5. Fumonisins: So far, six different fumonisins (A1, A2, B1, B2, B3 and B4) have been isolated and their mechanism of action appears to be a disruption of synthesis of sphingolipids. They have low toxicity for poultry, but because they can occur at very high concentrations in poultry feed (mainly through corn), along with other mycotoxins, caution is advised. Feeding fumonisin B1 to broiler chickens at 50 ppm reduced weight gain, ND antibody titers, and increased relative heart weight. Histological changes included vacuolar degeneration and cell proliferation of bile ducts in the liver, and hydropic degeneration in renal tubules in the kidneys. The biggest challenge from fumonisins to poultry seems to be on their immune system. However, more research is needed in this direction.
6. Moniliformin: This is highly toxic to chickens but its mode of action is still unclear. Acute death without gross lesions has been observed in broilers fed diets containing moniliformin and fumonisins. The minimum dietary level of moniliformin causing mortality in growing broilers appears to be in the range of 16-27 ppm. It appears that moniliformin is more toxic than fumonisin B1, and they have additive interaction.
7. Ergot alkaloids: Ergotism is the disease caused by the ingestion of alkaloids contained in the sclerotia of Claviceps species. There are several ergot alkaloids detected in grains (sorghum, wheat, barley, oat and rye) used for poultry feed. These are pharmacologically active compounds. Safe dietary levels of ergot for chickens appear to range between 0.3- 0.8% by weight. Because of the wide biological variation in both the quantity and quality of the alkaloids present in ergot sclerotia, it is very difficult to establish safe levels. Apart from the performance losses, vesicular dermatitis of the comb and wattles, necrotic lesions in the feet, toe, beak, and nails are just some of the specific symptoms of ergotism in poultry.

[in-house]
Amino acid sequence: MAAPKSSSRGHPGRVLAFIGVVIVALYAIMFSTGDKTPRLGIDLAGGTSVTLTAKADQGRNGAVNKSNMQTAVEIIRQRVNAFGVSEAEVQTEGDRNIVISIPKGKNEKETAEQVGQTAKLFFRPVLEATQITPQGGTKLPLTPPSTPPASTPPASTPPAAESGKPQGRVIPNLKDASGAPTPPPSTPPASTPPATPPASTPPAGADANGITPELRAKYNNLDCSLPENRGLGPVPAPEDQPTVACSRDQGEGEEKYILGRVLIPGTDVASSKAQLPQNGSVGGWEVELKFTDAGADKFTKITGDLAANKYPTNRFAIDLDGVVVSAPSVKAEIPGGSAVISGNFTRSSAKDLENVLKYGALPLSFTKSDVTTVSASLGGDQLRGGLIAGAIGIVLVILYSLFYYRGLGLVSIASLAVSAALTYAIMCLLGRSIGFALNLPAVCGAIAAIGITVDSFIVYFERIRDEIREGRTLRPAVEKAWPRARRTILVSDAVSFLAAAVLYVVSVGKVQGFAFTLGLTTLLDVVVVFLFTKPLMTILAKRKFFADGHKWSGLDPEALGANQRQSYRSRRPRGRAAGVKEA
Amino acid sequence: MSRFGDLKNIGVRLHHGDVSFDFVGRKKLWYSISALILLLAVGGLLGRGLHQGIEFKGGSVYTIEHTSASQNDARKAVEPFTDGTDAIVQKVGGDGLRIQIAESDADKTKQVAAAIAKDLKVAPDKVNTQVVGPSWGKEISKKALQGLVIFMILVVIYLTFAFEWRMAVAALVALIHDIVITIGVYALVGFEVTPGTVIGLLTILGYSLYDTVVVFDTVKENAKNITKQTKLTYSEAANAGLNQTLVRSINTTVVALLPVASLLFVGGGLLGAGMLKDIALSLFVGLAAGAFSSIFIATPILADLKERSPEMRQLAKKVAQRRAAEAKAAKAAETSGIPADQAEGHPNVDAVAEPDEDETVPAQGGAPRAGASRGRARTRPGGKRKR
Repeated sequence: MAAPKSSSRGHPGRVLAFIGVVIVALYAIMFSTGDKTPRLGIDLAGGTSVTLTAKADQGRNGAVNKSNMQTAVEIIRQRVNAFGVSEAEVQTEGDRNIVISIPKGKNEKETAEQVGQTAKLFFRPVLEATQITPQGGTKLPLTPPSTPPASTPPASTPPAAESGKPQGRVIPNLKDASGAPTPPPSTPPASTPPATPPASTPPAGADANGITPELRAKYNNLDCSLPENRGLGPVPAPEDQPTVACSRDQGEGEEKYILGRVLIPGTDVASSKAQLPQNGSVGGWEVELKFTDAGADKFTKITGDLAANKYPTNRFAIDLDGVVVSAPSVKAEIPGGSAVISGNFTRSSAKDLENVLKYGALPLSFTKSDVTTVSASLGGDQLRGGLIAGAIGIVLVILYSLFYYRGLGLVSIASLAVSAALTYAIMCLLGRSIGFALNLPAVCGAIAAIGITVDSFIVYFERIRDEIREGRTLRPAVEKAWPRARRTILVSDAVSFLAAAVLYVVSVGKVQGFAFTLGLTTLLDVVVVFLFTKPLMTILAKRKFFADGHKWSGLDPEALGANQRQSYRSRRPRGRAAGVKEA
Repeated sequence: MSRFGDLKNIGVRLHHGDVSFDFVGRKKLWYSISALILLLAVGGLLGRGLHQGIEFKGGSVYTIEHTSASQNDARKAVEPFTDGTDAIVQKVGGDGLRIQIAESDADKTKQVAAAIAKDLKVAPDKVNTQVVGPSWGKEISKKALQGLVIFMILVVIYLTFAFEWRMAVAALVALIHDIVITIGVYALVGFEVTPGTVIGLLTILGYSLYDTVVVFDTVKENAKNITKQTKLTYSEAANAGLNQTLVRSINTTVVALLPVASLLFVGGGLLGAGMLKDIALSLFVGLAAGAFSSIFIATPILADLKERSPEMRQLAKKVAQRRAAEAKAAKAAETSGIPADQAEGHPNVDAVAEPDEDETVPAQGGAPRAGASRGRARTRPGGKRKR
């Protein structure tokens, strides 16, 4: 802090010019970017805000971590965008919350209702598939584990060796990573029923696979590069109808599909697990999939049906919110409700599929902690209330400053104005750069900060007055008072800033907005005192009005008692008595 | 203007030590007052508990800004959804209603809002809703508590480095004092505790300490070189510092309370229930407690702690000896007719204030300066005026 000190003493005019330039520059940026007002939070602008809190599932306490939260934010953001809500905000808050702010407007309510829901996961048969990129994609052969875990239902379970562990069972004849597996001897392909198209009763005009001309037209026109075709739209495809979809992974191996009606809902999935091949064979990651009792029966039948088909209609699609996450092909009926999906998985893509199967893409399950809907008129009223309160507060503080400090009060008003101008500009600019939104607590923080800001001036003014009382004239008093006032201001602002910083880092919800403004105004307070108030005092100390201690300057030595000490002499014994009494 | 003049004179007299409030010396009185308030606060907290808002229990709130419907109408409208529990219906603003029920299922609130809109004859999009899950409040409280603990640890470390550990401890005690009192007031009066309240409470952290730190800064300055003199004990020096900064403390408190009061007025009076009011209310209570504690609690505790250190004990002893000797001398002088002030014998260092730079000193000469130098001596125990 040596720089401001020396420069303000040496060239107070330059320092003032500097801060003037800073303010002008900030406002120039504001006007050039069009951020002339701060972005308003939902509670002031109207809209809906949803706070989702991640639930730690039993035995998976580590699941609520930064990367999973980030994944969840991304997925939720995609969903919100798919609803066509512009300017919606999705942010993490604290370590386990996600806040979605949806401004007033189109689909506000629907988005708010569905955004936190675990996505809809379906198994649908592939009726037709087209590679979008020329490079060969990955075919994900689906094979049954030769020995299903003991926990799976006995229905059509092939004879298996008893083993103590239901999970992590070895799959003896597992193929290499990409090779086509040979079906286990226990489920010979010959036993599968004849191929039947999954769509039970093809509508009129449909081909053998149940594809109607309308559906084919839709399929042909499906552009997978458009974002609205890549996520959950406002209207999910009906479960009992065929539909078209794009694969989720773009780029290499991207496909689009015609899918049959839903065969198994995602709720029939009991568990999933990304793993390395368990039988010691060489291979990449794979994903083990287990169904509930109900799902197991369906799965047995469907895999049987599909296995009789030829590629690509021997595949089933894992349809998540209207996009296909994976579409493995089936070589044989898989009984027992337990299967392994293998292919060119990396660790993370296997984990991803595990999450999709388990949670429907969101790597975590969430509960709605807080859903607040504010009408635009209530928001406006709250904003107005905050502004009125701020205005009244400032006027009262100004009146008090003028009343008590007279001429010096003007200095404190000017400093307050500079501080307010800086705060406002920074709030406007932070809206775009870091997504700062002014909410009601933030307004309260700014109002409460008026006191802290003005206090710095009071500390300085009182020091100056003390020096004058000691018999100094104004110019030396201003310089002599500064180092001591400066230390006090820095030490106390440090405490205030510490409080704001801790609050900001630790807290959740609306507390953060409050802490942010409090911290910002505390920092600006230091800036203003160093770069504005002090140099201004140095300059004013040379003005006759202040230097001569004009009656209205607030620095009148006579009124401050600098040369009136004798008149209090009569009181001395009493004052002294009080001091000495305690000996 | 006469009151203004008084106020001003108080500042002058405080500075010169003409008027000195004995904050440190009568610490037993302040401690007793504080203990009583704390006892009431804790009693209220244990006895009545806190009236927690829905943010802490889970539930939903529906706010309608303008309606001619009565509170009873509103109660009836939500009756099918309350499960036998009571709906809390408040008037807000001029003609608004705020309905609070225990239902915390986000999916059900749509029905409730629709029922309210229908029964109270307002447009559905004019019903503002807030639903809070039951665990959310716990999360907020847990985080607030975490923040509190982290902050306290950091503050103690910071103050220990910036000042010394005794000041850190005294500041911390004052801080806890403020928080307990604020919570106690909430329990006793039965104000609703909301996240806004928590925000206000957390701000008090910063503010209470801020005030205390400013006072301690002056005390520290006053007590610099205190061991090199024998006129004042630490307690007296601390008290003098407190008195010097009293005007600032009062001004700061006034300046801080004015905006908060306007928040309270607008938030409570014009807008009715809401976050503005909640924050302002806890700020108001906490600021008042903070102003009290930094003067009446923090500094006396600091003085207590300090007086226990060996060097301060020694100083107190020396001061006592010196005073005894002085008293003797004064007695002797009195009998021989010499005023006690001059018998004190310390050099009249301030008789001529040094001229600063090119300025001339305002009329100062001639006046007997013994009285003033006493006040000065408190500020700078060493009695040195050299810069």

Mycotoxins seldom occur in isolation in poultry feeds. Mycotoxins often occur together, and the aforementioned mycotoxins are by no means a complete list. The prominent mycotoxins missingfrom the discussion, as it relates to poultry, are citrinin, cyclopiazonic acid, fusarochromanone, fusaric acid, zearalenone and several other unidentified myco-toxins. This co-occurrence makes the individual mycotoxin tolerance dose irrelevant (safe levels) and therefore the mere presence of multiple mycotoxins in poultry feed should be considered as a risk. Mycotoxin interactions within the body of birds are very proven, and these are mainly additive in nature, but can be synergistic and antagonistic as well. It is important to note that these interactions vary for different parameters such as body weight, serum chemistry etc.
To conclude, although it is difficult to generalise the global geographical distribution of mycotoxins, an attempt has been made to refer them to a region based on the survey work and weather conditions. This should be considered with caution as the increased global trading can result in unexpected mycotoxins in poultry feed. The complete review of the toxicity of all the known mycotoxins is beyond the capacity of this article, but the reference to the most common ones is made with some key aspects to be kept in mind.
* References available on request